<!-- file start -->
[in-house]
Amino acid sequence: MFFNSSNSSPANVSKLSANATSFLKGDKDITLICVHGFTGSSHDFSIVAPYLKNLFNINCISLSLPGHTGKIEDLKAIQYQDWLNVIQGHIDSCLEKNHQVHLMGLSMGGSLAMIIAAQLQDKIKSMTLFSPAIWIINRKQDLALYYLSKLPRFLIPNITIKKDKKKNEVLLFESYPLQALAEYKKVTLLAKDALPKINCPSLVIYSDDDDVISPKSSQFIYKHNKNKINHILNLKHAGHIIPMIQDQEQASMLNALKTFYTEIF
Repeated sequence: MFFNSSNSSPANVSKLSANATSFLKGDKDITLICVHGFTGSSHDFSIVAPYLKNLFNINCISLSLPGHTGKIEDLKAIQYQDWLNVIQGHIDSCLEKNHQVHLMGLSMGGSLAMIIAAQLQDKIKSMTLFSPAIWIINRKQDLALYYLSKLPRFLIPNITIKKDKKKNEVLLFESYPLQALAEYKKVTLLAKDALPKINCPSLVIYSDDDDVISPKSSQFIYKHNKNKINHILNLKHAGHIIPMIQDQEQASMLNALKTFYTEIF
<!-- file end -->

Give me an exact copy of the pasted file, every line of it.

[in-house]
Amino acid sequence: MFFNSSNSSPANVSKLSANATSFLKGDKDITLICVHGFTGSSHDFSIVAPYLKNLFNINCISLSLPGHTGKIEDLKAIQYQDWLNVIQGHIDSCLEKNHQVHLMGLSMGGSLAMIIAAQLQDKIKSMTLFSPAIWIINRKQDLALYYLSKLPRFLIPNITIKKDKKKNEVLLFESYPLQALAEYKKVTLLAKDALPKINCPSLVIYSDDDDVISPKSSQFIYKHNKNKINHILNLKHAGHIIPMIQDQEQASMLNALKTFYTEIF
Repeated sequence: MFFNSSNSSPANVSKLSANATSFLKGDKDITLICVHGFTGSSHDFSIVAPYLKNLFNINCISLSLPGHTGKIEDLKAIQYQDWLNVIQGHIDSCLEKNHQVHLMGLSMGGSLAMIIAAQLQDKIKSMTLFSPAIWIINRKQDLALYYLSKLPRFLIPNITIKKDKKKNEVLLFESYPLQALAEYKKVTLLAKDALPKINCPSLVIYSDDDDVISPKSSQFIYKHNKNKINHILNLKHAGHIIPMIQDQEQASMLNALKTFYTEIF